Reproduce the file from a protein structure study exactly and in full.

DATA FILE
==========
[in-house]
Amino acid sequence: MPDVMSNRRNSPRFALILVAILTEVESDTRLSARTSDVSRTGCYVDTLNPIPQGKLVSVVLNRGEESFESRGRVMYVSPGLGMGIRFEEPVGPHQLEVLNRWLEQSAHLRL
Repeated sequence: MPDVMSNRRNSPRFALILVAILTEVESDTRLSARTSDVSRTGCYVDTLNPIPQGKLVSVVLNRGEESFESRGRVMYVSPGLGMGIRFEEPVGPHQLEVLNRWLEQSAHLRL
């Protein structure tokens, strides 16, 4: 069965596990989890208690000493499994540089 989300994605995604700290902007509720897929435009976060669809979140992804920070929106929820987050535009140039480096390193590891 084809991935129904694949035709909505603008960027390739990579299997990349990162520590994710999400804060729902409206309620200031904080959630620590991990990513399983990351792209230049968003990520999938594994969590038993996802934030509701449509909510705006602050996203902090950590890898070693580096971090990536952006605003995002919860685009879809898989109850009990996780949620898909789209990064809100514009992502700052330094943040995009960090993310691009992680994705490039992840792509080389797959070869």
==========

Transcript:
[in-house]
Amino acid sequence: MPDVMSNRRNSPRFALILVAILTEVESDTRLSARTSDVSRTGCYVDTLNPIPQGKLVSVVLNRGEESFESRGRVMYVSPGLGMGIRFEEPVGPHQLEVLNRWLEQSAHLRL
Repeated sequence: MPDVMSNRRNSPRFALILVAILTEVESDTRLSARTSDVSRTGCYVDTLNPIPQGKLVSVVLNRGEESFESRGRVMYVSPGLGMGIRFEEPVGPHQLEVLNRWLEQSAHLRL
């Protein structure tokens, strides 16, 4: 069965596990989890208690000493499994540089 989300994605995604700290902007509720897929435009976060669809979140992804920070929106929820987050535009140039480096390193590891 084809991935129904694949035709909505603008960027390739990579299997990349990162520590994710999400804060729902409206309620200031904080959630620590991990990513399983990351792209230049968003990520999938594994969590038993996802934030509701449509909510705006602050996203902090950590890898070693580096971090990536952006605003995002919860685009879809898989109850009990996780949620898909789209990064809100514009992502700052330094943040995009960090993310691009992680994705490039992840792509080389797959070869």